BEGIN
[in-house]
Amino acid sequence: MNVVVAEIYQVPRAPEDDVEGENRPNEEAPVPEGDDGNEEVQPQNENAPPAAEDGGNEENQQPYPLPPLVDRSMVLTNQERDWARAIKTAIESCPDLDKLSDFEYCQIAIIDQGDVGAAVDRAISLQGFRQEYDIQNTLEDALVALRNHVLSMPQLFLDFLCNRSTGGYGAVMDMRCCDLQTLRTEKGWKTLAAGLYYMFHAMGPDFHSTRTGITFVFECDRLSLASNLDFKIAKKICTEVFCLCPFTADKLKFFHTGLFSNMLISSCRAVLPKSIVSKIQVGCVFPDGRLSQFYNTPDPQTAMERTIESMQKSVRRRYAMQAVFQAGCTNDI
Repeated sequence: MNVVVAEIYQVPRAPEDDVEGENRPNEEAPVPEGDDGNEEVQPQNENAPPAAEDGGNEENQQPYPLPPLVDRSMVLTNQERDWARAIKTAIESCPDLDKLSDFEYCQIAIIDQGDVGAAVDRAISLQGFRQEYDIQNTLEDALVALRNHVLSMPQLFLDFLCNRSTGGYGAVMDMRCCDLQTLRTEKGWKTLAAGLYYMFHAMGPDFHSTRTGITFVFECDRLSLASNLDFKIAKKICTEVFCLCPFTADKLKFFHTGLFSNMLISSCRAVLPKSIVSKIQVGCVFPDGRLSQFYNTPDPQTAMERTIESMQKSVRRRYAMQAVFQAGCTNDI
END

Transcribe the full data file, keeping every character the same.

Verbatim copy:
[in-house]
Amino acid sequence: MNVVVAEIYQVPRAPEDDVEGENRPNEEAPVPEGDDGNEEVQPQNENAPPAAEDGGNEENQQPYPLPPLVDRSMVLTNQERDWARAIKTAIESCPDLDKLSDFEYCQIAIIDQGDVGAAVDRAISLQGFRQEYDIQNTLEDALVALRNHVLSMPQLFLDFLCNRSTGGYGAVMDMRCCDLQTLRTEKGWKTLAAGLYYMFHAMGPDFHSTRTGITFVFECDRLSLASNLDFKIAKKICTEVFCLCPFTADKLKFFHTGLFSNMLISSCRAVLPKSIVSKIQVGCVFPDGRLSQFYNTPDPQTAMERTIESMQKSVRRRYAMQAVFQAGCTNDI
Repeated sequence: MNVVVAEIYQVPRAPEDDVEGENRPNEEAPVPEGDDGNEEVQPQNENAPPAAEDGGNEENQQPYPLPPLVDRSMVLTNQERDWARAIKTAIESCPDLDKLSDFEYCQIAIIDQGDVGAAVDRAISLQGFRQEYDIQNTLEDALVALRNHVLSMPQLFLDFLCNRSTGGYGAVMDMRCCDLQTLRTEKGWKTLAAGLYYMFHAMGPDFHSTRTGITFVFECDRLSLASNLDFKIAKKICTEVFCLCPFTADKLKFFHTGLFSNMLISSCRAVLPKSIVSKIQVGCVFPDGRLSQFYNTPDPQTAMERTIESMQKSVRRRYAMQAVFQAGCTNDI